And sure enough, a little further along the path, there were the five geese in the water peacefully swimming together, the "loner" goose, however, a good twenty feet or so from the family.
I tossed some crack corn to a mother mallard and her one surviving duckling.  Other mallards joined in and few minutes later, the family of four geese cautiously climbed the embankment.
I grabbed my camera from my swim bag and started to take some photos.
I marveled at how big the gander of this family was. Almost twice the size of his much smaller mate.  Their grown goslings too, looked healthy, beautiful and spiffy.
And then, Brad, the flightless domestic duck who lost his mate, Angelina early in the summer, happened on the embankment to grab some treats, along with a couple of female mallards.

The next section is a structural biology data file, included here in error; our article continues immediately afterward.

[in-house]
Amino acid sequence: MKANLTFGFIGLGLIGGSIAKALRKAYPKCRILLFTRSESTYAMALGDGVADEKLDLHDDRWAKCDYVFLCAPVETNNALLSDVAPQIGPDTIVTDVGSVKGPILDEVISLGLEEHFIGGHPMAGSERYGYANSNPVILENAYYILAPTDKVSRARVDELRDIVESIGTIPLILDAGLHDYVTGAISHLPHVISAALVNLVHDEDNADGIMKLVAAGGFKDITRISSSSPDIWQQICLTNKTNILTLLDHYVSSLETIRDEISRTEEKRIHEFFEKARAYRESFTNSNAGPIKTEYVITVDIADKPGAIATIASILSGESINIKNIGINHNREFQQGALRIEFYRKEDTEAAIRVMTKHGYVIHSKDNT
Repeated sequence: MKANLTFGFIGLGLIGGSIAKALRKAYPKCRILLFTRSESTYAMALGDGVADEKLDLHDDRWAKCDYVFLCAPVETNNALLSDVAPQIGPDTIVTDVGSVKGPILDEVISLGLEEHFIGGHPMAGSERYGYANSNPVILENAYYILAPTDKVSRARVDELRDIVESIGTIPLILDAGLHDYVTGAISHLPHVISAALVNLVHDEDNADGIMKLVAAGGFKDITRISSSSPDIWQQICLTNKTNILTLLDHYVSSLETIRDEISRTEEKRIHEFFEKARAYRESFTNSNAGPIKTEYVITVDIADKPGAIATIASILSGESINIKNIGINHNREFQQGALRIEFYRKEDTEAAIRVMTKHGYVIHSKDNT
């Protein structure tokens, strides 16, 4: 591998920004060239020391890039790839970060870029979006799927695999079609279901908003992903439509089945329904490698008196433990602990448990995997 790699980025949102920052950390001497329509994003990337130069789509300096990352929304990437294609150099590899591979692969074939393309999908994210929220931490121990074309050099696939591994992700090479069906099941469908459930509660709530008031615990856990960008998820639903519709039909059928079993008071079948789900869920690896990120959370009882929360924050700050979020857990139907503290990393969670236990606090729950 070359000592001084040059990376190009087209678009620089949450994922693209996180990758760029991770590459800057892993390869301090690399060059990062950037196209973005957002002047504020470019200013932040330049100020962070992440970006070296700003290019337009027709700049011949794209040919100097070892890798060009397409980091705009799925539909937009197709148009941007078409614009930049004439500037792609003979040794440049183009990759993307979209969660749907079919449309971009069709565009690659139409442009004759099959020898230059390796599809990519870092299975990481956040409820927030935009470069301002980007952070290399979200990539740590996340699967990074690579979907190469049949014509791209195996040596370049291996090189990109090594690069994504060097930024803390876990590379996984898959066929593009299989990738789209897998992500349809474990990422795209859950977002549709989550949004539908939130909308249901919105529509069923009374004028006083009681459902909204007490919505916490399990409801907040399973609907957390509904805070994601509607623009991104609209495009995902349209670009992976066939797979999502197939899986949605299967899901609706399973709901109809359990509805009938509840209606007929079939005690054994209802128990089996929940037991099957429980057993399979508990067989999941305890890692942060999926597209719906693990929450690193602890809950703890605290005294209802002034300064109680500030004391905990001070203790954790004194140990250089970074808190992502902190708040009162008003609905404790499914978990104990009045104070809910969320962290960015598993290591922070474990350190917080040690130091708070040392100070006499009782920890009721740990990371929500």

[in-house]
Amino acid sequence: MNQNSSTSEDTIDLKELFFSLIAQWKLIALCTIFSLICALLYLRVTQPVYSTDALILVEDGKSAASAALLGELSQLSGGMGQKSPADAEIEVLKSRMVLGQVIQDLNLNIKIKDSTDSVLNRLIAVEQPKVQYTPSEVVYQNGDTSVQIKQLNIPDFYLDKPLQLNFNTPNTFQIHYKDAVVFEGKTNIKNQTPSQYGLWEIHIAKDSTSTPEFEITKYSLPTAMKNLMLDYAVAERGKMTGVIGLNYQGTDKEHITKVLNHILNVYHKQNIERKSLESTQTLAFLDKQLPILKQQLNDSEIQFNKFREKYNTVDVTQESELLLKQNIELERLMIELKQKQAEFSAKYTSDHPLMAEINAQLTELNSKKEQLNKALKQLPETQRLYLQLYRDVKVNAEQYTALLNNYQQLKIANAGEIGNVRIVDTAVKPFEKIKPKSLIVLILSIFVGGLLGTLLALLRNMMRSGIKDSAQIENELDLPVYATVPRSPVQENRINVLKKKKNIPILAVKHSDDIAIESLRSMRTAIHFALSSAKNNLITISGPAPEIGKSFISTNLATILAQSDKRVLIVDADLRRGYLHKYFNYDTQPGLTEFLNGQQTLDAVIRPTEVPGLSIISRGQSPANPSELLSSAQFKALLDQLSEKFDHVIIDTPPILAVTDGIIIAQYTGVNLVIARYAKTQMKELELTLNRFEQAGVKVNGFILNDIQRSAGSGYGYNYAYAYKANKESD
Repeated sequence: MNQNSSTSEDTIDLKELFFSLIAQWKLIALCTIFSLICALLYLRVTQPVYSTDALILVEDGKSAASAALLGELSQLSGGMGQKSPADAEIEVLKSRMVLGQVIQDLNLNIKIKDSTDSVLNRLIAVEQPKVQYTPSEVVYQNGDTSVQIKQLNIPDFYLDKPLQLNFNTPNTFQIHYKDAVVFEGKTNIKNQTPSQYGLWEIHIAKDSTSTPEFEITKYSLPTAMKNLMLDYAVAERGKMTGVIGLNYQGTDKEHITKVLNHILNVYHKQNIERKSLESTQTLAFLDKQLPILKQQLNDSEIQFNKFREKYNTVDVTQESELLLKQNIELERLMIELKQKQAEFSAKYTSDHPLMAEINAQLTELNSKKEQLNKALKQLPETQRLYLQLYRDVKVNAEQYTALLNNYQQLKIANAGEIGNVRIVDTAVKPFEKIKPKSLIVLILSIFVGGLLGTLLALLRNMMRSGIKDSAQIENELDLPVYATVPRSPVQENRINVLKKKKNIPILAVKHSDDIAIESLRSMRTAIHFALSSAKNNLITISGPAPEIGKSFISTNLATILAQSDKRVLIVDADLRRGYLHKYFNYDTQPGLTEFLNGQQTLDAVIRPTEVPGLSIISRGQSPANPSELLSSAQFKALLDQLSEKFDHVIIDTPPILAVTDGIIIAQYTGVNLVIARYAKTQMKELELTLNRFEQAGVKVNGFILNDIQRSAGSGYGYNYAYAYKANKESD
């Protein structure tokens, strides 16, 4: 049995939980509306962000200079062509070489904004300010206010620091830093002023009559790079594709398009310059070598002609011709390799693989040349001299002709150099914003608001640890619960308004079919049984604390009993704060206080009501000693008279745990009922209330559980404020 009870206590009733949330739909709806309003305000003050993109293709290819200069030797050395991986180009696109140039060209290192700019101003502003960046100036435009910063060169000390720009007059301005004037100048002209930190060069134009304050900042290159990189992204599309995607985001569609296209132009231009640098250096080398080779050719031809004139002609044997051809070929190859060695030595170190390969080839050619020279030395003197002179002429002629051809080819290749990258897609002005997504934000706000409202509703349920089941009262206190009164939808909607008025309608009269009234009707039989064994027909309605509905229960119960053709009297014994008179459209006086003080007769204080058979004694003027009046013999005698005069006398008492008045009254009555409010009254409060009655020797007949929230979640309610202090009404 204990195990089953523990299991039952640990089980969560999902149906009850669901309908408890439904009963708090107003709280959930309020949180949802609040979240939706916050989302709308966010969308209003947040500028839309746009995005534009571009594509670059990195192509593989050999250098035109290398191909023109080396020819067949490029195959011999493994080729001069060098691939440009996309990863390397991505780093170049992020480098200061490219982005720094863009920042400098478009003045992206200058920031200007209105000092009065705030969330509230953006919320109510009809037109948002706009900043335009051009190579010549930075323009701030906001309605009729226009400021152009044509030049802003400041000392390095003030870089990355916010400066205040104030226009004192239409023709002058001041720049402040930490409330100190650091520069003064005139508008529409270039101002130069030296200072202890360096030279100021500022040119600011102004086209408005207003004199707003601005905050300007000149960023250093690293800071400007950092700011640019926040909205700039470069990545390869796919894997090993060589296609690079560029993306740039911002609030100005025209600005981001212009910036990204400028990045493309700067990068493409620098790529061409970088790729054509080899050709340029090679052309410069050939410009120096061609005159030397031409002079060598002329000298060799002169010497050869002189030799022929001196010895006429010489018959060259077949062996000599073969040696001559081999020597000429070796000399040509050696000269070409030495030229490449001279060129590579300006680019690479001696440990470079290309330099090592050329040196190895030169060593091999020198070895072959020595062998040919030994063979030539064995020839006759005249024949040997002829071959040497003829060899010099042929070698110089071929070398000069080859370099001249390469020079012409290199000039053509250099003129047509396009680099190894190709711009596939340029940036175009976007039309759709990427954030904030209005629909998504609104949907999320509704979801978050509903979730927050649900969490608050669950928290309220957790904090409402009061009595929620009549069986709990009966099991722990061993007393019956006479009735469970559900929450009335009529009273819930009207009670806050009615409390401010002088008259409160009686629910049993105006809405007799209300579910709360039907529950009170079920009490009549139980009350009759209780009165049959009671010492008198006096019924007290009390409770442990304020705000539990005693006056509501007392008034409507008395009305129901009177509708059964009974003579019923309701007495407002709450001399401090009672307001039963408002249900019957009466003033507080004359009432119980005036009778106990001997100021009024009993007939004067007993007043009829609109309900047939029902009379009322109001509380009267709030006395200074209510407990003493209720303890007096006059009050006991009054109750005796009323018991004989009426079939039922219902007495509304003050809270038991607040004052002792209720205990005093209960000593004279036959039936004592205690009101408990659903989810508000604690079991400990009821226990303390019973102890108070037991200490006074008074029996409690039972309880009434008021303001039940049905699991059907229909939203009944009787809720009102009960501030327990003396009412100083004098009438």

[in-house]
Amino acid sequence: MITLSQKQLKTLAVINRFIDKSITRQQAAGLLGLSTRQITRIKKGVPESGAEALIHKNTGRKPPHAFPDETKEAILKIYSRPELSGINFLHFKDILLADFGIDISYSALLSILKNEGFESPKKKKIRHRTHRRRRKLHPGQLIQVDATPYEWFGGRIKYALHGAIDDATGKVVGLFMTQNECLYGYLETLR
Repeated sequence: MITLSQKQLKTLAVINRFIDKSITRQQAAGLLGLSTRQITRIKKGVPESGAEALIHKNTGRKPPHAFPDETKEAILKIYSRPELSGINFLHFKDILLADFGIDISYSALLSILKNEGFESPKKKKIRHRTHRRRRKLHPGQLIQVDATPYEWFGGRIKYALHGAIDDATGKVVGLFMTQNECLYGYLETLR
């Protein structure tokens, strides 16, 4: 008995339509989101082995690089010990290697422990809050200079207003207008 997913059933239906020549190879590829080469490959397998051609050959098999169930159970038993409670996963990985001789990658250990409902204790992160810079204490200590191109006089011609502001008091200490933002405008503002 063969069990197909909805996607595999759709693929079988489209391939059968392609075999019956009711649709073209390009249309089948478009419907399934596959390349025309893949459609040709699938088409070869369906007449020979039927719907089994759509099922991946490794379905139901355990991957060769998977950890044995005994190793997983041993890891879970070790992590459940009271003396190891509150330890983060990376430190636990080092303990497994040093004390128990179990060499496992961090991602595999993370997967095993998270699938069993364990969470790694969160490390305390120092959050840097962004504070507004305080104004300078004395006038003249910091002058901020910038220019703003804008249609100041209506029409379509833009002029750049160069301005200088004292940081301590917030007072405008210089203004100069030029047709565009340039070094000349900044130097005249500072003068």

It was a whimsical, beautiful scene.
The mallards were chatty and feisty (as always).  The geese wary and a little skittish, but peaceful and self-contained.
"Loner" goose however, remained in the water, seemingly just watching everything.
He probably would have been foolish to challenge the very large gander of the family.
Finally, tossing out the rest of the seeds and lettuce, I said goodnight to all my feathered friends and began to head out of the park.
Suddenly, I no longer felt questioning or "depressed" about the earlier,  combative conversation with Carol Bannerman of the USDA.
If I am a arrogant bitch or purposeful warrior, it is at least for a noble and worthy cause.
My beloved geese are worth fighting for, every minute of every day.
A goose cause.   -- PCA